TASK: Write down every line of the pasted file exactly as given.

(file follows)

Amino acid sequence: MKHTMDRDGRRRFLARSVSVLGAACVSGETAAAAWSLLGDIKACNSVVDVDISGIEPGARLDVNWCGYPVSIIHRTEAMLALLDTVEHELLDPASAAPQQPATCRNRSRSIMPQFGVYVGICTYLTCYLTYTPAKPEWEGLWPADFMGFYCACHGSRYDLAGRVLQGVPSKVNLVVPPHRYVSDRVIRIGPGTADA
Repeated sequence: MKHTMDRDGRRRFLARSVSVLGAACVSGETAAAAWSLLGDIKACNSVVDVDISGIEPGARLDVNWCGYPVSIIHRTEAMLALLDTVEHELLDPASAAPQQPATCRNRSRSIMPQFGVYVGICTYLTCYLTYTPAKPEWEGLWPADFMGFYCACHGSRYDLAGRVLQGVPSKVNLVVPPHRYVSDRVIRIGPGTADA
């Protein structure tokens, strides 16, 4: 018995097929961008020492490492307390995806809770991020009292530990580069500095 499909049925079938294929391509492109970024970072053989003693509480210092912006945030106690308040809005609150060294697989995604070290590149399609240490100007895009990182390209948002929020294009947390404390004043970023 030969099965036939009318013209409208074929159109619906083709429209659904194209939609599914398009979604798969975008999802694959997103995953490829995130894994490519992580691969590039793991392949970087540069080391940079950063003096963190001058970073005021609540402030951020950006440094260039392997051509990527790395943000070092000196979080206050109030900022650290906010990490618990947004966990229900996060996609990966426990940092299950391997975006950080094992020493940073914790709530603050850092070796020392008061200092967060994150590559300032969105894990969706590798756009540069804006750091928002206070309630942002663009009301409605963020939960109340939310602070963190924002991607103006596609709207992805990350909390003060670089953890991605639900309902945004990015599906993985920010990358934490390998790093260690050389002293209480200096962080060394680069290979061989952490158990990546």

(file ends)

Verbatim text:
Amino acid sequence: MKHTMDRDGRRRFLARSVSVLGAACVSGETAAAAWSLLGDIKACNSVVDVDISGIEPGARLDVNWCGYPVSIIHRTEAMLALLDTVEHELLDPASAAPQQPATCRNRSRSIMPQFGVYVGICTYLTCYLTYTPAKPEWEGLWPADFMGFYCACHGSRYDLAGRVLQGVPSKVNLVVPPHRYVSDRVIRIGPGTADA
Repeated sequence: MKHTMDRDGRRRFLARSVSVLGAACVSGETAAAAWSLLGDIKACNSVVDVDISGIEPGARLDVNWCGYPVSIIHRTEAMLALLDTVEHELLDPASAAPQQPATCRNRSRSIMPQFGVYVGICTYLTCYLTYTPAKPEWEGLWPADFMGFYCACHGSRYDLAGRVLQGVPSKVNLVVPPHRYVSDRVIRIGPGTADA
């Protein structure tokens, strides 16, 4: 018995097929961008020492490492307390995806809770991020009292530990580069500095 499909049925079938294929391509492109970024970072053989003693509480210092912006945030106690308040809005609150060294697989995604070290590149399609240490100007895009990182390209948002929020294009947390404390004043970023 030969099965036939009318013209409208074929159109619906083709429209659904194209939609599914398009979604798969975008999802694959997103995953490829995130894994490519992580691969590039793991392949970087540069080391940079950063003096963190001058970073005021609540402030951020950006440094260039392997051509990527790395943000070092000196979080206050109030900022650290906010990490618990947004966990229900996060996609990966426990940092299950391997975006950080094992020493940073914790709530603050850092070796020392008061200092967060994150590559300032969105894990969706590798756009540069804006750091928002206070309630942002663009009301409605963020939960109340939310602070963190924002991607103006596609709207992805990350909390003060670089953890991605639900309902945004990015599906993985920010990358934490390998790093260690050389002293209480200096962080060394680069290979061989952490158990990546």